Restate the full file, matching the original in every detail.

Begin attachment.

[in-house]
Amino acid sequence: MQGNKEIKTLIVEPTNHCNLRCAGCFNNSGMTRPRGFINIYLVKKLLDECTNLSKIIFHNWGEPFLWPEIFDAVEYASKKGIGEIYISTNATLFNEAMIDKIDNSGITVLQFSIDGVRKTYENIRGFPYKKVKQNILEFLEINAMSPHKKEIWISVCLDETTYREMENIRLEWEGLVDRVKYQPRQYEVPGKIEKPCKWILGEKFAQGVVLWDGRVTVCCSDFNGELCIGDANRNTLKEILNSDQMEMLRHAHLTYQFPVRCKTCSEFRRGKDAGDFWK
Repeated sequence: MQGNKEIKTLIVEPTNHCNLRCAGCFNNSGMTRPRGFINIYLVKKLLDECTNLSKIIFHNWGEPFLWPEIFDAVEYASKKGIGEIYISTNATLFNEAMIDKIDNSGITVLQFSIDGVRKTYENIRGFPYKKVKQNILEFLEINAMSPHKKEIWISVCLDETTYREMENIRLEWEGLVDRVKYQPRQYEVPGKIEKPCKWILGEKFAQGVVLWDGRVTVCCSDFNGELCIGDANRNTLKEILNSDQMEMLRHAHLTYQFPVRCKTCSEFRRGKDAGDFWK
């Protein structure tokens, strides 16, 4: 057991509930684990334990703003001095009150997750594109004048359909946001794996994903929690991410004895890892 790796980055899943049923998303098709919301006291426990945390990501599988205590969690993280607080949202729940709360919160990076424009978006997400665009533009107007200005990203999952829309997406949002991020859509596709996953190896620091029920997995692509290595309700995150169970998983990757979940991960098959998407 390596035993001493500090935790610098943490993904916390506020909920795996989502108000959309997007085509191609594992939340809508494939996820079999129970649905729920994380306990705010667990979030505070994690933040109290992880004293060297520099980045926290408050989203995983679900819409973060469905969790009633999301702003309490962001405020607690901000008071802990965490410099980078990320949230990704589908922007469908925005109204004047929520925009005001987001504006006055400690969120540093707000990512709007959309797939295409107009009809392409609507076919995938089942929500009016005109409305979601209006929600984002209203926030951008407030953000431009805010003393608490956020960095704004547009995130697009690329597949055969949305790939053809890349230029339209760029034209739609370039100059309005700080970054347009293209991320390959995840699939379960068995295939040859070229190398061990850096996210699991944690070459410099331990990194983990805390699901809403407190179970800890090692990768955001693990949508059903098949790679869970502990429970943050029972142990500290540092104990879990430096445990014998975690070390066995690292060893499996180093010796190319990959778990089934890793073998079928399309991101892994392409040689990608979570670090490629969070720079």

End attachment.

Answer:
[in-house]
Amino acid sequence: MQGNKEIKTLIVEPTNHCNLRCAGCFNNSGMTRPRGFINIYLVKKLLDECTNLSKIIFHNWGEPFLWPEIFDAVEYASKKGIGEIYISTNATLFNEAMIDKIDNSGITVLQFSIDGVRKTYENIRGFPYKKVKQNILEFLEINAMSPHKKEIWISVCLDETTYREMENIRLEWEGLVDRVKYQPRQYEVPGKIEKPCKWILGEKFAQGVVLWDGRVTVCCSDFNGELCIGDANRNTLKEILNSDQMEMLRHAHLTYQFPVRCKTCSEFRRGKDAGDFWK
Repeated sequence: MQGNKEIKTLIVEPTNHCNLRCAGCFNNSGMTRPRGFINIYLVKKLLDECTNLSKIIFHNWGEPFLWPEIFDAVEYASKKGIGEIYISTNATLFNEAMIDKIDNSGITVLQFSIDGVRKTYENIRGFPYKKVKQNILEFLEINAMSPHKKEIWISVCLDETTYREMENIRLEWEGLVDRVKYQPRQYEVPGKIEKPCKWILGEKFAQGVVLWDGRVTVCCSDFNGELCIGDANRNTLKEILNSDQMEMLRHAHLTYQFPVRCKTCSEFRRGKDAGDFWK
């Protein structure tokens, strides 16, 4: 057991509930684990334990703003001095009150997750594109004048359909946001794996994903929690991410004895890892 790796980055899943049923998303098709919301006291426990945390990501599988205590969690993280607080949202729940709360919160990076424009978006997400665009533009107007200005990203999952829309997406949002991020859509596709996953190896620091029920997995692509290595309700995150169970998983990757979940991960098959998407 390596035993001493500090935790610098943490993904916390506020909920795996989502108000959309997007085509191609594992939340809508494939996820079999129970649905729920994380306990705010667990979030505070994690933040109290992880004293060297520099980045926290408050989203995983679900819409973060469905969790009633999301702003309490962001405020607690901000008071802990965490410099980078990320949230990704589908922007469908925005109204004047929520925009005001987001504006006055400690969120540093707000990512709007959309797939295409107009009809392409609507076919995938089942929500009016005109409305979601209006929600984002209203926030951008407030953000431009805010003393608490956020960095704004547009995130697009690329597949055969949305790939053809890349230029339209760029034209739609370039100059309005700080970054347009293209991320390959995840699939379960068995295939040859070229190398061990850096996210699991944690070459410099331990990194983990805390699901809403407190179970800890090692990768955001693990949508059903098949790679869970502990429970943050029972142990500290540092104990879990430096445990014998975690070390066995690292060893499996180093010796190319990959778990089934890793073998079928399309991101892994392409040689990608979570670090490629969070720079």